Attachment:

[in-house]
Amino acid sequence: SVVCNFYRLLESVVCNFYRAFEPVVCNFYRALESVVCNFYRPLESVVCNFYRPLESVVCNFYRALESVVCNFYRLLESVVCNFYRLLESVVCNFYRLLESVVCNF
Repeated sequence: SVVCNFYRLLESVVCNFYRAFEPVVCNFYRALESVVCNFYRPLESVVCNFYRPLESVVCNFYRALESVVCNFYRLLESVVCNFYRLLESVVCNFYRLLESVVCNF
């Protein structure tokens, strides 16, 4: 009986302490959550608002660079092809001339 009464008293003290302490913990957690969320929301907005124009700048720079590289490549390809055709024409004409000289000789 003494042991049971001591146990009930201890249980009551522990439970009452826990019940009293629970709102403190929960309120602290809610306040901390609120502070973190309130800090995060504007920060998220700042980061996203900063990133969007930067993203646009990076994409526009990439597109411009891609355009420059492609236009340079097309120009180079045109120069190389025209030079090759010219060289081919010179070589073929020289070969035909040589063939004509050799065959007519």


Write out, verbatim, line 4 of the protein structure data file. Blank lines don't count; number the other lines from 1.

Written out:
């Protein structure tokens, strides 16, 4: 009986302490959550608002660079092809001339 009464008293003290302490913990957690969320929301907005124009700048720079590289490549390809055709024409004409000289000789 003494042991049971001591146990009930201890249980009551522990439970009452826990019940009293629970709102403190929960309120602290809610306040901390609120502070973190309130800090995060504007920060998220700042980061996203900063990133969007930067993203646009990076994409526009990439597109411009891609355009420059492609236009340079097309120009180079045109120069190389025209030079090759010219060289081919010179070589073929020289070969035909040589063939004509050799065959007519």